When the COVID-19 pandemic emerged in 2020, it wasn’t only Henry Matthiessen’s art business that had to change.
The art itself needed to change as well.
Matthiessen, who owns Stoned Art Studio in Dubuque, found himself forced to close the doors of his gallery, removing the ability to show his pieces to customers in person. His custom-made stone oil lamps benefited the most from the in-person showings and were a high selling product for his business. With his store closed off from the public throughout the pandemic, Matthiessen said, interest in the lamps faded.
“If there were no showings, then I had to forget about selling a lot of stone lamps,” he said. “I had to totally rethink the plan for my business.”
The pandemic forced many local artists to adapt their art and business model in order to survive. For Matthiessen, that adaptation came from spending even more time on his photography and selling the prints online instead of through his store.
“I had to create a serious presence on social media,” he said. “I spent way more time capturing the Driftless Region with photography than I ever have before, and I made sure to drive that content through social media.”
The Art Basel and UBS Global Art Market Report found that global arts and antiques sales dropped by about 22% in 2020, compared to 2019. Art galleries throughout the tri-state area faced similar declines in sales, with many of them forced to close their physical locations.
River Bend Gallery in Galena, Ill., for years relied on its Main Street location as the primary gateway for connecting with customers and tourists to sell its photography pieces. Bu when the pandemic struck, co-owner Paul Mikol, said he was forced to closed the location to ensure the safety of his son, Geoffrey, the primary artist for the gallery, who is diagnosed with Down syndrome.
“For people like Geoffrey, there is like a four-times-worse outcome if they were to get the virus,” Mikol said. “We decided to close the gallery until things got better.”
He said the business initially struggled to operate solely online. While Geoffrey was able to take more photographs than ever, River Bend was unaccustomed to serving its customers through an online format.
“It was a completely different kind of business,” Mikol said. “Those first few months were difficult.”
However, River Bend Gallery eventually was able to find its footing by developing social media strategies to keep people interested in the gallery despite it being closed. Mikol said Geoffrey has remained a figure of interest for customers throughout the pandemic, so he often provided updates on his son’s activities for customers online.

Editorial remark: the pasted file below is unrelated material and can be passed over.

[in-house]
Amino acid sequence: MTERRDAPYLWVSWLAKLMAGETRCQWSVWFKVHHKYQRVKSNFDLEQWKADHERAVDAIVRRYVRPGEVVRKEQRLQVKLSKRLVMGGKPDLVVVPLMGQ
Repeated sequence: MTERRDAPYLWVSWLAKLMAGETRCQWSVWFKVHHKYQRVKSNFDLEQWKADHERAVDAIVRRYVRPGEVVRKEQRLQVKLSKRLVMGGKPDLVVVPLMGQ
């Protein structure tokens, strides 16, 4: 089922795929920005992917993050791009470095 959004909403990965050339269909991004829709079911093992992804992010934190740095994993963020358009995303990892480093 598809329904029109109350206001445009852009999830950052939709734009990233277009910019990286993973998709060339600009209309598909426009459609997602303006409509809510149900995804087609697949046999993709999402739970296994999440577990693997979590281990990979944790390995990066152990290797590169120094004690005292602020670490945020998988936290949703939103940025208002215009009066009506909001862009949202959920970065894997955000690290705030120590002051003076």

“We were able to go on Facebook and let people know what Geoffrey was up to,” Mikol said. “It was a completely different kind of business, but it kept people interested in the work that Geoffrey was doing.”
River Bend Gallery will reopen in mid-May, Mikol said. A new store space, located at 300 S. Main St., recently was purchased.
For some art businesses, the pandemic led to adaptations that will provide long-term benefits.
Outside the Lines Art Gallery, located in Dubuque and Galena, closed its physical locations in March when the pandemic hit. While the business initially conducted local delivery and pickup sales through social media, co-owner Connie Twining said the decision eventually was made to invest in an official online storefront.
“It was a massive undertaking,” she said. “We had to take multiple photographs of every piece and write detailed descriptions. It made me really respect anyone that has a strong online business.”
Even now that both physical locations have reopened, Twining said the online storefront has become a notable part of the business.
“It has proven to be a good move for us,” she said. “Now that we put in that work to get it started, it’s not near as challenging to maintain.”
While many art galleries adapted in response to the pandemic, there was general agreement among local art studio and gallery owners that the traditional physical storefronts still serve their industry best.
“We’ll still never make up those lost months,” Twining said. “It was a rough time for us and the artists trying to make ends meet. “